Business Standard

Which Bill?

Business Standard  |  New Delhi 

If you watched just news channels, you would have been thoroughly confused as to whether the Insurance Bill was cleared by the Cabinet or not. Several television channels flashed across their on-screen tickers the welcome words: “Insurance Bill cleared.” Flush with excitement, they handed out details about the Bill and summoned experts, who duly shared their views with the camera. Later, of course, they were forced to retract the news, when Finance Minister said the consideration of the Bill had been postponed.

Apparently, the cause of the confusion was the question from eager reporters to Information and Broadcasting Minister Ambika Soni, first out of the Cabinet meeting. They asked her whether “the Bill” had been cleared. Ms Soni replied in affirmative — but, apparently, as befits the information and broadcasting minister, for her “the Bill” meant the Copyright Amendment Bill, which had in fact been cleared. Neither side bothered to cross-check which Bill she was referring to, even though the Cabinet was considering four Bills that day.

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Which Bill?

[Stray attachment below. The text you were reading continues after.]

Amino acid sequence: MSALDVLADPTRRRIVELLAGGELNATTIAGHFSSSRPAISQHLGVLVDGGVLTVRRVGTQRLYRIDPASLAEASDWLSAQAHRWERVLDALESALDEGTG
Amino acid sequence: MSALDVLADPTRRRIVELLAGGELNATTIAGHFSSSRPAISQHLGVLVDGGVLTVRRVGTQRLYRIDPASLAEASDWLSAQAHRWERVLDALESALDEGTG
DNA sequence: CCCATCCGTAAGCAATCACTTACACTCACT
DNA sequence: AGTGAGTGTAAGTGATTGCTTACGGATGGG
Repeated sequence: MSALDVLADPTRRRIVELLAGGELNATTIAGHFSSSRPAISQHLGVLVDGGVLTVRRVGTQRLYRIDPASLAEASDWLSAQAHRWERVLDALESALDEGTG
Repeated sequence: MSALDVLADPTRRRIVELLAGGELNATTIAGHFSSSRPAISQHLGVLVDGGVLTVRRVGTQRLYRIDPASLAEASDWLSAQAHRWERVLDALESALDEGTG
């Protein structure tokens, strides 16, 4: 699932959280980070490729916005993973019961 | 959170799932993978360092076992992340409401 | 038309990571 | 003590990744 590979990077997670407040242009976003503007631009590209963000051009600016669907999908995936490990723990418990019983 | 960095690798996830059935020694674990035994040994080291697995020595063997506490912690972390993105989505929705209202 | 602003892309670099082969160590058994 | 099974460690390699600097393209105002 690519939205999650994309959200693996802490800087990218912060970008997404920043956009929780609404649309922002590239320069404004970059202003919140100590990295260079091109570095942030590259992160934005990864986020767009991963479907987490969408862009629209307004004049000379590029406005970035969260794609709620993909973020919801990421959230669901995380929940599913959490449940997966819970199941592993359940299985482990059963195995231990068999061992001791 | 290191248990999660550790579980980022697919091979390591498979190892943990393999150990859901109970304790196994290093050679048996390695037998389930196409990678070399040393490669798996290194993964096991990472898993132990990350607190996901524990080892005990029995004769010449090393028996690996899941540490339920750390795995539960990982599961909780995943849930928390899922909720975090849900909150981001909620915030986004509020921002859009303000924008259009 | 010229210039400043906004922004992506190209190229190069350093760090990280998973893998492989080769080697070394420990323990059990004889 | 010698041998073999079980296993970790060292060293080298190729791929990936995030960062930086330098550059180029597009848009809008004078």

If you watched just news channels, you would have been thoroughly confused as to whether the Insurance Bill was cleared by the Cabinet or not. Several television channels flashed across their on-screen tickers the welcome words: “Insurance Bill cleared.” Flush with excitement, they handed out details about the Bill and summoned experts, who duly shared their views with the camera.

If you watched just news channels, you would have been thoroughly confused as to whether the Insurance Bill was cleared by the Cabinet or not. Several television channels flashed across their on-screen tickers the welcome words: “Insurance Bill cleared.” Flush with excitement, they handed out details about the Bill and summoned experts, who duly shared their views with the camera. Later, of course, they were forced to retract the news, when Finance Minister said the consideration of the Bill had been postponed.

Apparently, the cause of the confusion was the question from eager reporters to Information and Broadcasting Minister Ambika Soni, first out of the Cabinet meeting. They asked her whether “the Bill” had been cleared. Ms Soni replied in affirmative — but, apparently, as befits the information and broadcasting minister, for her “the Bill” meant the Copyright Amendment Bill, which had in fact been cleared. Neither side bothered to cross-check which Bill she was referring to, even though the Cabinet was considering four Bills that day.

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